In the waiting room there were six service men on their way to Iraq, On guy born in 1880 (I read it on the sign in sheet) who was headed to India, a couple guys going to Russia, an immigrant from Mexico, an Asian family who just moved here getting required immunization, another Asian couple with a little girl, and a young mom with her two year Screaming daughter while she nursed her other baby under a blanket. There was also this one old cranky man who I was seriously about to tell off. Now I know he had been waiting a long time, heck we all had been, but then he was convinced that he had been skipped. He yelled at everyone and he would not stop. He wanted to find the one person who he thought was responsible and when she walked back in he started yelling and blamming her. I was so close to saying, "excuse me sir, they didn't do it on purpose. There is not reason to talk to them that way." Luckily he shutup and realized that everyone had been waiting long and they had not skipped them and he decided to just pout about it. So, that was the waiting room.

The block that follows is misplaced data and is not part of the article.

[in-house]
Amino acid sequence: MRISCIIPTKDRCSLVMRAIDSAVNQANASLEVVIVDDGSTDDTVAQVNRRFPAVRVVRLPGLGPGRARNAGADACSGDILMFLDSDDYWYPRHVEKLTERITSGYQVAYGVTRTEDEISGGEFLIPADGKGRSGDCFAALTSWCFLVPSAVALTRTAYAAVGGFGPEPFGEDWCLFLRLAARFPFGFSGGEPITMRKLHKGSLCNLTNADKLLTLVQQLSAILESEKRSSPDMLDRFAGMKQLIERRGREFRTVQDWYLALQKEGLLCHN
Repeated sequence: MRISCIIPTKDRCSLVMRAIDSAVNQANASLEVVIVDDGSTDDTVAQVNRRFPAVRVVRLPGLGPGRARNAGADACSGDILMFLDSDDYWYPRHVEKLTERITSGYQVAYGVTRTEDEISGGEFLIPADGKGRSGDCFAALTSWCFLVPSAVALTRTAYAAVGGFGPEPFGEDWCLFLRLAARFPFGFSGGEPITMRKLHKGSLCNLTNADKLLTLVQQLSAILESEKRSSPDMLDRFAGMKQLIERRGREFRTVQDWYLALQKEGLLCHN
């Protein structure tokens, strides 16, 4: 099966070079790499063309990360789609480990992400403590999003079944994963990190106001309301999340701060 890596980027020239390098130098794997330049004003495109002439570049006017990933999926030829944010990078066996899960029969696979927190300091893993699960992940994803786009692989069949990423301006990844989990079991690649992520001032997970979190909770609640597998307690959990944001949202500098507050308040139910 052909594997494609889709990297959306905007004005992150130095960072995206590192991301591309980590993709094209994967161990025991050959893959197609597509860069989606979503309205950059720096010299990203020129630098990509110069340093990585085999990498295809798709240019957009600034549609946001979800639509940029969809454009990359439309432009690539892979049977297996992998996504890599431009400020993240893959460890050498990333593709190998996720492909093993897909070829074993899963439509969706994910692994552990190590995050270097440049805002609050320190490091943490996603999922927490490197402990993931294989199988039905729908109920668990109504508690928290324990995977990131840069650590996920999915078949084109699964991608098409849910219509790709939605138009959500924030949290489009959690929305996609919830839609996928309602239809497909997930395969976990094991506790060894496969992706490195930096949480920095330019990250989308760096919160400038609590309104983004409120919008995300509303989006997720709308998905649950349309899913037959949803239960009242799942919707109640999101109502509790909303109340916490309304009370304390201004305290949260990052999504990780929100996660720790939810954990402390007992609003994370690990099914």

When my name was finnally called and I went back for my millions of shots. I was happy to find out that I only had to get a Pollio and Hepititas A shot and take some pills for Taphoid. However, before they would give me the shots, they had to ask me a million questions and then they had to read me all this stuff about Viet Nam and heath precautions and about all the different things about water and bugs and living conditions. I was really just blown away to think that there could be that many dangers, ones I have never had to deal with. Something so essential such as water is such a danger over there. You constantly have to be worried about what you eat and where you sleep and different bugs and such. Its unbelievable how compfortabe our lives are in the United States. This was my first small bit of culture shock, I know when I get that I'm definitely goign to be torn apart at what I experience. I am so thankful for what I have and so blessed. To experience this new country with all the risks and precautions, is going to be life changing.